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    Here I am again with an update. The "simple" spagyric was macerated with the ashes, separated, calcined, and recombined twice more, under more and more heat. The usual red precipitate hasn't shown up, and at this point, I really don't care. I've come to a new understanding that a spagyric medicine should be concentrated. This can only be done by removing the solvent. The final calcined ashes have not been leeched at all, which also deserves pointing out. If your wish is to use the gum as your medicine, then leech and purify the ashes in the traditional way, as I don't think the calcium carbonate is going to help (might add a little antacid effect to your medicine though if you leave it in).

    Two days ago, I started separation of the solvent. This process should not be rushed. If your liqour smells burnt, then you gave it too much heat, and you will resolve a tar instead of a gum. For a basic spagyric, I don't think it will ruin it completely, but it will make it taste like crap. To speed up the process which is carried out at low temp, the flask can be turned, or a simpler retort can be used. My temps are running very close to the boiling point, and I occasionally saw some simmering, but you don't want to bring the fluid to a boil.

    The initial tincture was around 350-400mL (really wish I would have noted the amount now, looking back) and 200mL were distilled off so far. A thin layer of oil can be seen swimming on top at this point. For the simple, there are numerous ways to dry the gum, but remember, we are separating the solvent, not "cooking" the material.

    My new understanding is that the tincture is simply an extract. I think the purpose of the initial spagyric serves one of two means. 1. Resolve the extract into a concentrated gum (which I've read is dry enough to be stored safely in a closed vessel for a year or more, it's rather like the same method bees use to preserve honey), or 2. This is the prima materia for making the magistry of the plant. This gum contains the salt, sulfur, and mercury of the herb (the mercury part is still speculation). This is our true starting material, not the raw plant. It is confected by spagyrics and must be rectified careful.

    Thus, I will not be drying this beebalm extract entirely. The next step of my process involves a water tincture of the gum, or "the water" tincture once I perfect my water making process. Since I removed 200mL of liquor, I added 200mL of water to replace it, and again it is on a mild heat with a tilted setup to remove the rest of the liquor. This liquor is saved, as we will need it later in the process. Once you notice beads of water in the neck of the retort, then the liquor has been sufficiently removed.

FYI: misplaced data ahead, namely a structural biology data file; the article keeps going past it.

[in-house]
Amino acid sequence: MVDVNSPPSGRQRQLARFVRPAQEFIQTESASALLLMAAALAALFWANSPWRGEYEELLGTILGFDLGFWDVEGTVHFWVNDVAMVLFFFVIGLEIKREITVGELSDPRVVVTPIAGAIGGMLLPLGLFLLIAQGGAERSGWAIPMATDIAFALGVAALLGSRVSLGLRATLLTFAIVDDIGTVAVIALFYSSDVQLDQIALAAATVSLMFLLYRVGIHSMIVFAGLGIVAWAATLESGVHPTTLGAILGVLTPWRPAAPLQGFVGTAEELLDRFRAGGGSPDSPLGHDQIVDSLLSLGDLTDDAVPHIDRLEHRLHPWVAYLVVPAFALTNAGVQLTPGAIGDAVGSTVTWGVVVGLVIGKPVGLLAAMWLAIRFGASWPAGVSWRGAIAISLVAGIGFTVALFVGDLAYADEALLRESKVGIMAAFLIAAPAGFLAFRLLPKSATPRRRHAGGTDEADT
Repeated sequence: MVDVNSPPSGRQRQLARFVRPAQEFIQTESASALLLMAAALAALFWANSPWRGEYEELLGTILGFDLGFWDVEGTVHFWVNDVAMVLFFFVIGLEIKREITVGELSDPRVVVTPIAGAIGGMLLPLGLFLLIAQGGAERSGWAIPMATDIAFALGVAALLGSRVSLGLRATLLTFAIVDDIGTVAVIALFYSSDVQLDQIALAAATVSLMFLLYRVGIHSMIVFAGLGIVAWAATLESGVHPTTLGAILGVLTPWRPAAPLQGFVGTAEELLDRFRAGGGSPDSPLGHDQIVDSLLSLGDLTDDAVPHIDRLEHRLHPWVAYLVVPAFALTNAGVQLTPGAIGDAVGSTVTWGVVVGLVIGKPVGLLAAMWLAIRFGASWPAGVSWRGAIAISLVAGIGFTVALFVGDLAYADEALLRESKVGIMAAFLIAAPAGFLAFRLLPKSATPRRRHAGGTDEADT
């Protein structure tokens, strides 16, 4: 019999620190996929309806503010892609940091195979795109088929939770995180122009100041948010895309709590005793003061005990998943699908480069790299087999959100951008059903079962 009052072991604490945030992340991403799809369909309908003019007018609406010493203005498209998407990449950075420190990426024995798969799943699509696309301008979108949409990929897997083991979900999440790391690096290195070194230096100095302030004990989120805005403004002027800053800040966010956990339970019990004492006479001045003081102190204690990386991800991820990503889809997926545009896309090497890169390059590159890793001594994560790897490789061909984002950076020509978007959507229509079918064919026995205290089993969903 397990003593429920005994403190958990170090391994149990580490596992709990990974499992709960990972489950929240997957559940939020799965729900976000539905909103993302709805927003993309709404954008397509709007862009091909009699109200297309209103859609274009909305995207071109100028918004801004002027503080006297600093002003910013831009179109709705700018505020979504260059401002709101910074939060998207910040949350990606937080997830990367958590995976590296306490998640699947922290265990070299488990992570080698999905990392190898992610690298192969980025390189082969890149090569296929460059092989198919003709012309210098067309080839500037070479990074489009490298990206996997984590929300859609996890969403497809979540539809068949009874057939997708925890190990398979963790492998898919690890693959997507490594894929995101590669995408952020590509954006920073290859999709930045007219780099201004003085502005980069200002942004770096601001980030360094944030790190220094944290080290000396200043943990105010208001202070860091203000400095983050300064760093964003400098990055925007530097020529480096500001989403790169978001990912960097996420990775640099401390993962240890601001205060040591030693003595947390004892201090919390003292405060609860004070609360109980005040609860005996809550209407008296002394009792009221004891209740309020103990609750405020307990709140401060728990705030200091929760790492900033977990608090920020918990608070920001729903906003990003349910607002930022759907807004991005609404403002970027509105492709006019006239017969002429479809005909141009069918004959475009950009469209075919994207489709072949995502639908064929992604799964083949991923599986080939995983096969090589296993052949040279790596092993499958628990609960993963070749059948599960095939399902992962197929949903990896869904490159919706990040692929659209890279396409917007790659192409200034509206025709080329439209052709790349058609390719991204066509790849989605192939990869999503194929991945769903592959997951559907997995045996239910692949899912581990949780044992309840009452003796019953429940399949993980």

The water is allowing 2 things, Number one, "Drying" the solvent without burning the material, and number 2, beginning the extraction of the oil by mixing it into a hyrdrosol. I have a feeling that my special water will work better at this stage, but that's too much of a process for this thread, so regular, plain ole distilled water is being used as the extraction medium. With the digestive heat and removal of the Eth, I'm also looking for a color change in the new "tincture." If things go well, it should change from green muck to a yellow fluid, and the black earth should drop to the bottom, but we'll see.

  4. #4
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    The water of beebalm started coming over today. It's either purple or pink, hard to tell at this point as it's still thin. The water will need to be rectified several times to concentrate it. but this was picture worthy I thought.



    So, with juniper I got a cloudy white water, with mullein it was clear yellow, and so far this appears to be clear pink/purple (to be determined) As I continue working with more herbs and plants, maybe I can figure out some identification system for this. So far the smaller plants are mimicking their flower color. I suspect that the milky white is common to evergreens, but it will take me a long time to sort all of this out. Anyone else mess around with collecting this water from their spagyric preparations? It would be awesome if we could compare notes. I'm going to start a page in my notebook to start keeping track.

  5. #5
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    Beautiful color! Keep us updated!

  6. #6
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    Thanks Schmuldvich, I will. I've confirmed that the colors I've seen so far match essential oil colors, and I suspected that these were some type of hyrosols. Unfortunately finding color information, even in the age of Google, is a pain in the butt. Many of the essential oils classified as "clear" will actually render some color in the water of the plant, and they are grouped. To test this, I will need to collect some yarrow in the spring, if I can find it, which should render a royal blue water. Evergreen oils are mostly classed as clear*, as expected. These are "hot" herbs, while those will yellow waters should be "cold" herbs. The blues and pinks I'm not sure. And there are some oils that are decidedly green. Green could be a mix of blue and yellow elements, as orange could be mixes of yellow and red. I'd never thought about it before, but this coloring of the plant's "internal" color could be worth some speculation on the part of the philosopher. Medically, the colors have important meanings if you compare the oil compounds causing the color with the usage of the plant There's so much to consider here, it's a wonder I haven't seen this topic discussed.

    Here's some oil colors I could find relevant to our common spagyric starting matters:

    Melissa Officinalis: Yellow
    Basil: Reported* Clear
    Beeswax: Golden Brown
    Black Pepper: Reported* Clear
    Myrrh: Golden Yellow
    Caraway: Reported* Clear
    Rosemary: Reported* Clear
    Dill: Reported* Clear
    Fennel: Yellow
    Hyssop: Reported* Clear
    Lavender: Yellow
    Yarrow: Blue

    If anyone carries out this experiment of water extraction with the listed herbs, please, please report color and clarity of the water in this thread. I'm going to be making some notes, but I can only work with one herb at a time. Or even if you are extracting the "water" of the herb another way. If there is a color correspondence I would love to hear about it.